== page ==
I bet you’ve all heard the saying, “Early to bed, early to rise, makes a man healthy, wealthy and wise.” While many people debate the amount of sleep we need, it's clear that getting enough sleep is only a portion of the battle and it's also clear that some people simply need less sleep to function.
Regardless, I'd bet that there are people getting 9 hours of sleep each night and then waking up just so they can begin their daily routine of habits that nullify the effects of such great sleep. So, what's the point? All of that sleep goes to waste! On the flipside, there are people only getting 6 hours of sleep that understand how to employ habits that will reinforce the benefits that sleep brings - subsequently they need less.
While we all understand the importance of sleep, let's reinforce it a little so we can maximize our energy, our money, and our brains. With that, put down the potato chips and turn off the Tivo. Let's get a little deeper into how we can really take a step towards health, wealth and wisdom.
Get Regular Exercise
- Healthy: This is a bit of a no-brainer; exercise keeps you fit, helps you to keep your weight at the right level, and boosts your immune system. It’s also great for your mental health – doctors often advise regular exercise as a way of treating mild to moderate depression.
- Wealthy: Staying fit means you’re less likely to get ill and need to pay for expensive medical care. Also (and I don’t think this is a good thing), “attractive applicants have a better chance of getting jobs, and of receiving higher salaries.” (from Mirror, mirror - A summary of research findings on body image).
- Wise: Regular exercise can boost your brain power. I always find that I can concentrate better after a gym session, and sciences backs me up here: the New Scientist reports that, “Simply walking sedately for half an hour three times a week can improve abilities such as learning, concentration and abstract reasoning by 15 per cent.” (from 11 steps to a better brain). Apparently, exercise promotes the growth of new brain cells.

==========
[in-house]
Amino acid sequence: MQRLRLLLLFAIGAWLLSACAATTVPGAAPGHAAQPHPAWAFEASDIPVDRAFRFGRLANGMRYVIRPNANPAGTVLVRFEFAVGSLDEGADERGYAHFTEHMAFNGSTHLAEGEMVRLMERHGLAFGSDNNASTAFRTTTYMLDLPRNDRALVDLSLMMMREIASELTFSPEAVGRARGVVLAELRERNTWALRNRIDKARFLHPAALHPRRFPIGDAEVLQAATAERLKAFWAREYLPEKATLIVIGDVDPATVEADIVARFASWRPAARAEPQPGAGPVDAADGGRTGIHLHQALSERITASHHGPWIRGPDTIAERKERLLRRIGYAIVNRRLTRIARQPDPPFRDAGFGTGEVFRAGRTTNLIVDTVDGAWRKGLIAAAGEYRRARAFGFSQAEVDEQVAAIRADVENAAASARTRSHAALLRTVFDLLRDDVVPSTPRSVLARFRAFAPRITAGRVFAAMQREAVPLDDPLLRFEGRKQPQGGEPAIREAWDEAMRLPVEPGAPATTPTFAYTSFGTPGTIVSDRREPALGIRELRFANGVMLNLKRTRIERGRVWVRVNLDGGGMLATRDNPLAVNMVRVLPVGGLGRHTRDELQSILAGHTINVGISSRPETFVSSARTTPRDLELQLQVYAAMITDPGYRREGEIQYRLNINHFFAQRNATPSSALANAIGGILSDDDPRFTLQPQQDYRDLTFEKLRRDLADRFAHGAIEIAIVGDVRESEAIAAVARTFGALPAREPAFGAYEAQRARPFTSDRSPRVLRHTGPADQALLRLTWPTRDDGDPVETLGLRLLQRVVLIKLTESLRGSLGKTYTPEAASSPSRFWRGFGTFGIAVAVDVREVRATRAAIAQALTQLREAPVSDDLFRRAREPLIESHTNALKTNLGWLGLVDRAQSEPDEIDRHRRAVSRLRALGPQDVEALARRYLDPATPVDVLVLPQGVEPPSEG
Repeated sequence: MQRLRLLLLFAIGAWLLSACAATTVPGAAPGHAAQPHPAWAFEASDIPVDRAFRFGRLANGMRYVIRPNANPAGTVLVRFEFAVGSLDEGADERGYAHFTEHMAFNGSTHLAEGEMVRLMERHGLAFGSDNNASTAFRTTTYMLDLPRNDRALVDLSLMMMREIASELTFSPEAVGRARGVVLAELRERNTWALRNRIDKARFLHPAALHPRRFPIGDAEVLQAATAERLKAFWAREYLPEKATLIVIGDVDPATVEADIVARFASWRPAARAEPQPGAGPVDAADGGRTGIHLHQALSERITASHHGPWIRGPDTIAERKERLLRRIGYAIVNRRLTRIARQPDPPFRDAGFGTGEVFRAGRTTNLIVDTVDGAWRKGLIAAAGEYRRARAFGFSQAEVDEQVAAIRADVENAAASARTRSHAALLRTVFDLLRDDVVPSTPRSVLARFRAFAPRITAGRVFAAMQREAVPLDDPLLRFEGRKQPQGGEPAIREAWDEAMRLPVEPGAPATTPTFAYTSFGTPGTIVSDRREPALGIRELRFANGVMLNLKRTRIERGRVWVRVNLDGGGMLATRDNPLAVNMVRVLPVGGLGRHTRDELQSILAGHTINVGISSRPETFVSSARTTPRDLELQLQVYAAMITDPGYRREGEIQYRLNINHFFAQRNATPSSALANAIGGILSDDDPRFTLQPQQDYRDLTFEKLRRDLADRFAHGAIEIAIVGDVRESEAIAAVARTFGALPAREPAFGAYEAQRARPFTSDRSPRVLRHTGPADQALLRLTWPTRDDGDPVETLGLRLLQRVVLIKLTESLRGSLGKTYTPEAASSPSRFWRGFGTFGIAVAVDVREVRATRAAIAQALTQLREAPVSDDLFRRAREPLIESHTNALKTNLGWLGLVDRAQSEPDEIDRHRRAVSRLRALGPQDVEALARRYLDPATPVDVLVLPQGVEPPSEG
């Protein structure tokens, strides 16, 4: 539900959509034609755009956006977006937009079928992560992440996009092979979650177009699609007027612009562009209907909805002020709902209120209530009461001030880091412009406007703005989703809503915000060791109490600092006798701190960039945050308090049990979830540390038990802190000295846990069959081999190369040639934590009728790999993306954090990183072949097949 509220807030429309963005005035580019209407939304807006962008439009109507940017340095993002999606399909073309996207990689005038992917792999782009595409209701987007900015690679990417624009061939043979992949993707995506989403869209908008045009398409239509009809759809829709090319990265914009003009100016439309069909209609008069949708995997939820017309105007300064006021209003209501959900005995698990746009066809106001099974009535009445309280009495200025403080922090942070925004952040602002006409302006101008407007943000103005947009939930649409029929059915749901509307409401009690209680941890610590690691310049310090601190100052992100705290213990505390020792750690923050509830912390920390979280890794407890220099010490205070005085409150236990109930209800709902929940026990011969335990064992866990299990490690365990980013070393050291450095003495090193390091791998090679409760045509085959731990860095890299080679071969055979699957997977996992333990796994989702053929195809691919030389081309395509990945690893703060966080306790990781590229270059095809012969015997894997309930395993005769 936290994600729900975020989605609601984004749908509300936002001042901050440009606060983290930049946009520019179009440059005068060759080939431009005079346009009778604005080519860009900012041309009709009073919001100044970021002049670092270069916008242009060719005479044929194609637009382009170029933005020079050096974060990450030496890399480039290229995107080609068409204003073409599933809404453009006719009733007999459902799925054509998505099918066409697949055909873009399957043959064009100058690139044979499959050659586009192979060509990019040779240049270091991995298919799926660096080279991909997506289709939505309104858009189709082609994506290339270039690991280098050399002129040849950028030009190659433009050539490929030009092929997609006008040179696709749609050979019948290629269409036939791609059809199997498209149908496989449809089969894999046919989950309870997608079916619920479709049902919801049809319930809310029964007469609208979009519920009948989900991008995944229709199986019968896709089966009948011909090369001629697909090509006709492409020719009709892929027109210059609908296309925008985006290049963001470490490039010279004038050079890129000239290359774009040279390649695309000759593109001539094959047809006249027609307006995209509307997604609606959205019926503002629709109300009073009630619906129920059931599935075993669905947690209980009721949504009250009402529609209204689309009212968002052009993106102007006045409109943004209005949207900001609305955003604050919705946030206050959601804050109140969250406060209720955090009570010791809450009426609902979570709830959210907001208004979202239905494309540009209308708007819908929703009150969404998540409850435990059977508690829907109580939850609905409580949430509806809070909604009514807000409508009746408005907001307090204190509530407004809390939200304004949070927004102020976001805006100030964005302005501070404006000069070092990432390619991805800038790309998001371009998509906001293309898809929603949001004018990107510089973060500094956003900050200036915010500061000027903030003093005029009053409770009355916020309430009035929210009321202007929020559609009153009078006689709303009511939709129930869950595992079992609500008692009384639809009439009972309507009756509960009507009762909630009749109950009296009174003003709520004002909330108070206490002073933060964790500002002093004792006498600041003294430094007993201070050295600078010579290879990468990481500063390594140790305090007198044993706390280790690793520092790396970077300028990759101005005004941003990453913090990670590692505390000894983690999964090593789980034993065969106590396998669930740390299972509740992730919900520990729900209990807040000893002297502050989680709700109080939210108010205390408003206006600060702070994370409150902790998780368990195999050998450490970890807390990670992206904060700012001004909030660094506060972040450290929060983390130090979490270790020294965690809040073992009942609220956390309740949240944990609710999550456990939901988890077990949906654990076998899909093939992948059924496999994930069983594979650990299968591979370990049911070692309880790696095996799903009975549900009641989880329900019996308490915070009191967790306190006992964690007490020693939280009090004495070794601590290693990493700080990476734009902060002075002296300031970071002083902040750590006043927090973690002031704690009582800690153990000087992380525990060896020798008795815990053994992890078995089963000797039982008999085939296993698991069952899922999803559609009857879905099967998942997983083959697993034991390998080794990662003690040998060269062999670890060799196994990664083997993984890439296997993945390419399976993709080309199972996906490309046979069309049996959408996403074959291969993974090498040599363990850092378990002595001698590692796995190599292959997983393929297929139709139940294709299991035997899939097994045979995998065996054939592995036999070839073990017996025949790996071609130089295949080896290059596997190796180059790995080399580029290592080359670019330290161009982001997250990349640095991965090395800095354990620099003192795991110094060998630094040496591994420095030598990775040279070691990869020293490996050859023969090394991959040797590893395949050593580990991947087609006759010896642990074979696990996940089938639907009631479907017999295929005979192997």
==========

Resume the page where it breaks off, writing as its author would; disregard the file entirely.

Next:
- Healthy: Eating well keeps your body in great condition. Getting all the nutrients that you need ensures that all your bodily processes are running well. That means simple things like getting your five-a-day, and making sure you have a good balance of foods from different food groups (try MyPyramid to see what you should be eating each day). Eating healthily also means keeping your weight at the right level.
- Wealthy: Good, fresh, wholesome food works out a lot cheaper than fast food and takeouts. Check out The Simple Dollar’s Is the Value Menu Really a Value?? to see how a McDonald’s double cheeseburger measures up to a homemade version. Try skipping your usual snacks and meals out for a week (brown-bag lunch and take fruit with you to work or school instead) – and count how much you save.
- Wise: Studies consistently show that people who eat good, healthy food perform better on tests than those who either haven’t eaten at all, or who’ve feasted on junk. “According to research published in 2003, kids breakfasting on fizzy drinks and sugary snacks performed at the level of an average 70-year-old in tests of memory and attention.” (from 11 steps to a better brain.)
- Healthy: If you regularly get drunk, you’re doing a lot of damage to your body. Alcohol is a poison which your body works hard to get rid of: this puts a strain on your liver and depletes your body’s vitamin supplies. Long term risks include liver failure; short term ones could involve injuries incurred while drunk. And alcoholic drinks also contain calories (as well as making that late-night kebab tempting), which is why some men develop a “beer belly”. On the plus side, most research indicates that a glass of red wine each day is beneficial to health.
- Wealthy: Alcohol is expensive. If you’re blowing half your paycheck on going out, you’re unlikely to be doing so well financially as colleagues who’re putting that money into a high-interest savings account. Why not drink a bit less every time you go out and put the money into savings instead?
- Wise: Drinking too much alcohol kills brain cells. You’ve probably noticed that if you have a drink or two, it’s harder to concentrate or do anything complicated. This effect continues even when you think you’re not drunk any more:
“Scientists examined the effect of alcohol on complex, or executive, brain functions such as abstract reasoning, planning and the ability to monitor our own behavior in response to external feedback. They found that performance in these areas was affected even after the concentration of alcohol in the blood had dipped to the point that people were no longer aware of its effect.” - Alcohol effect lingers on brain